Chapter 5 Accounting Module

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Western University
Management and Organizational Studies
Management and Organizational Studies 1023A/B
Maria Ferraro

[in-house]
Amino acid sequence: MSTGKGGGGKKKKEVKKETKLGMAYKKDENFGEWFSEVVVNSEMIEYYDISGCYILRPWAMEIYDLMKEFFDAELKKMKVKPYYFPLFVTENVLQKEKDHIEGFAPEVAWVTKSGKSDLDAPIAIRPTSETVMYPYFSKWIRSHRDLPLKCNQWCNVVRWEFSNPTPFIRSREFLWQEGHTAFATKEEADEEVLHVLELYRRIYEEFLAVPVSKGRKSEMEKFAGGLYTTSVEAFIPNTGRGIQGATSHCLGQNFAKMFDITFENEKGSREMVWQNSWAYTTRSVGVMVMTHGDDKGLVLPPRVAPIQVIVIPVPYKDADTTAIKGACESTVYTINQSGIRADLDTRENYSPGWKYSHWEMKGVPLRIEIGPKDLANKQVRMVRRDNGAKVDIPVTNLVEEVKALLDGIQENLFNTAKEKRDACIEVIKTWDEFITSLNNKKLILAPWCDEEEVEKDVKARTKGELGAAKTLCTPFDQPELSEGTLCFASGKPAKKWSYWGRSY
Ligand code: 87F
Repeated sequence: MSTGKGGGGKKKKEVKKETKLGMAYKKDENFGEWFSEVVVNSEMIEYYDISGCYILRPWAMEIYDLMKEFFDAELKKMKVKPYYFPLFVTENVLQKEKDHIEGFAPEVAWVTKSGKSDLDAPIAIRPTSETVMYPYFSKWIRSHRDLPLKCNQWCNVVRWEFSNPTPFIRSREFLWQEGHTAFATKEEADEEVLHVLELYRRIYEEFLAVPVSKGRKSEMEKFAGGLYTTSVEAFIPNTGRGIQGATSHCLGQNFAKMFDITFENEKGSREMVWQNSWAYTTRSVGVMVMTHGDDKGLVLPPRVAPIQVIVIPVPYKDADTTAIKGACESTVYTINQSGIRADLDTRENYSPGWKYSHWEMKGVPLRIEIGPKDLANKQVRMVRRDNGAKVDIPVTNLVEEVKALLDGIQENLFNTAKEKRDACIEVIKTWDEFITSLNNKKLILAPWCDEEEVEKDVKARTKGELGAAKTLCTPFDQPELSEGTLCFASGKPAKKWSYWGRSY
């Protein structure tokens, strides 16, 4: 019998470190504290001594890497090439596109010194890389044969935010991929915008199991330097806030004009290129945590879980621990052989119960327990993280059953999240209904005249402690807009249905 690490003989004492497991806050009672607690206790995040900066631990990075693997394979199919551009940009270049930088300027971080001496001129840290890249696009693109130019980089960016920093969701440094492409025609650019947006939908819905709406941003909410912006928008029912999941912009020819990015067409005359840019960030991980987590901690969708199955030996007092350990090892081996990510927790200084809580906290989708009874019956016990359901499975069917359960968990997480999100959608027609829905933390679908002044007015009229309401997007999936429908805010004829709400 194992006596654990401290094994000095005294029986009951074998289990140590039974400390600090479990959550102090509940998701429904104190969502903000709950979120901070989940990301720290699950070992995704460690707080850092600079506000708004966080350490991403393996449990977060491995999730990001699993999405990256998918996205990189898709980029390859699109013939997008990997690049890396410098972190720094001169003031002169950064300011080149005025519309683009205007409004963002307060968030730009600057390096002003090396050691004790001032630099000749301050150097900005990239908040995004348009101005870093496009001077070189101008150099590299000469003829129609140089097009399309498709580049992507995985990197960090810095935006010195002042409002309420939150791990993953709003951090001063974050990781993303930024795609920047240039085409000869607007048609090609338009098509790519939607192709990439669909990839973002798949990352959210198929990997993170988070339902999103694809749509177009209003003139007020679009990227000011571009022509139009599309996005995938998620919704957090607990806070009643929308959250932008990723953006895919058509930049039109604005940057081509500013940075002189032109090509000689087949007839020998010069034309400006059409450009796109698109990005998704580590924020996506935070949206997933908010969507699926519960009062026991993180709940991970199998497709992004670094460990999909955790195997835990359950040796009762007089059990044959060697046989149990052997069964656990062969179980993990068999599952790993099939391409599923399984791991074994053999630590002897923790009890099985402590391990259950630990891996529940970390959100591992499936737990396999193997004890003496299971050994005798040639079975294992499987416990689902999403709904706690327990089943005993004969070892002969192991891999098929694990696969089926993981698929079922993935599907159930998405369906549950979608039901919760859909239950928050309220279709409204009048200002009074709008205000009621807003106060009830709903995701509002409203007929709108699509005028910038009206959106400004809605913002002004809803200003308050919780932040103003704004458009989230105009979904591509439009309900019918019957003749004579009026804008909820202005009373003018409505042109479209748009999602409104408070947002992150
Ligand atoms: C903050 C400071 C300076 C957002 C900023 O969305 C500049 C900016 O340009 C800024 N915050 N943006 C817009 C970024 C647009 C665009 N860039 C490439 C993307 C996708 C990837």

MOS- Chapter 5 Performance Evaluation in Decentralized Organizations Decentralization of Decision-Making • organizations have no choice but to decentralize by giving lower-level manager the authority to make specified decisions Benefits and Costs of Decentralization BENEFITS OF DECENTRALIZATION 1. Permits timely decisions with the best available information 2. Tailors managerial skills and specializations to job requirements • delegating decision-making to individuals with appropriate functional experience enhances decision quality 3. Empowers employees and increases job satisfaction 4. Trains future managers • a well-managed organization develops and maintains a pool of managerial talent COSTS OF DECENTRALIZATION 1. Leads to decisions that emphasize local goals over global goals 2. Requires costly coordination of decisions • decentralized organizations requires careful coordination of the decisions by managers at various levels 3. Triggers improper decisions because of the divergence between individual and organizational goals • managers might pursue their own objectives instead of acting in the organization’s best interests 4. May lead to an increase in total costs • effort and tasks are often duplicated • top management’s responsibility is to figure out how to maximize the benefits and minimize the costs associated with decentralization • organizations use monitoring, performance evaluation, and incentive schemes to manage these costs Responsibility Centres • each these organizational subunits corresponds to the nature of the decisions made by the managers of the subunits COST CENTRES • managers exercise control over costs, but not revenues • minimize the cost of producing a specified level of output or the cost of delivering a specified level of service • objective of cost centre managers is to improve the efficiency of operations • examples are plant maintenance, data procession, human resources, production and general administration REVENUE CENTRES • managers exercise control over revenues • may also be responsible for some expenses, responsible for expenses associated with selling • examples are sales divisions PROFIT CENTRES • managers focus on profit • their goal is to both minimize costs and maximize revenues INVESTMENT CENTRES • make decisions that influence costs, revenues and investments • maximize the returns from invested capital, or to put the capital invested by owners and shareholders of their organizations to the most profitable use • organizations need effective performance measurement systems to evaluate the decisions of various responsibility centres Principles of Performance Measurement • controllable performance measure reflects the consequences of the actions taken by the decision maker • hold decision makers accountable only for the costs and benefits that they can control • informativeness principle- a performance measure is informative if it provides information about a manager’s effort, even if the manager does not have control over it • most controllable measures are informative • evaluating a firm relative to other firms in the industry, or relative performance evaluations, is useful Characteristics of Effective Performance Measures An ideal performance measure • aligns employee and organizational goals • yields maximum information about the decisions or actions of the individual or organizational unit • is easy to measure • is easy to understand and communicate • a single performance measure rarely possesses all of these characteristics • to make effective tradeoffs among the attributes, organizations often use a combination of performance measures Evaluating Cost and Profit Centres • cost centre managers serve two roles in organizations achieving cost targets for a given level of output in the short term and making continuous efficiency improvements to cut costs in the long term • in the short term, organizations typically use budget variances to measure cost centre performance • operating budgets to specify the resources needed to achieve a targeted level of output or service for the plan period Long-Term Measures • benchmarking- a process that involves comparing the effectiveness and efficiency of various activities and business processes in a firm against the best practice in the industry • kaizen- a philosophy of continuous improvement, one way to implement continuous improvement is to hold managers accountable for achieving permanent cost reductions Discretionary Cost Centres • the above discussion focuses on evaluating cost centres for which there is a clear relation between inputs and outputs, which are engineered cost centres • discret
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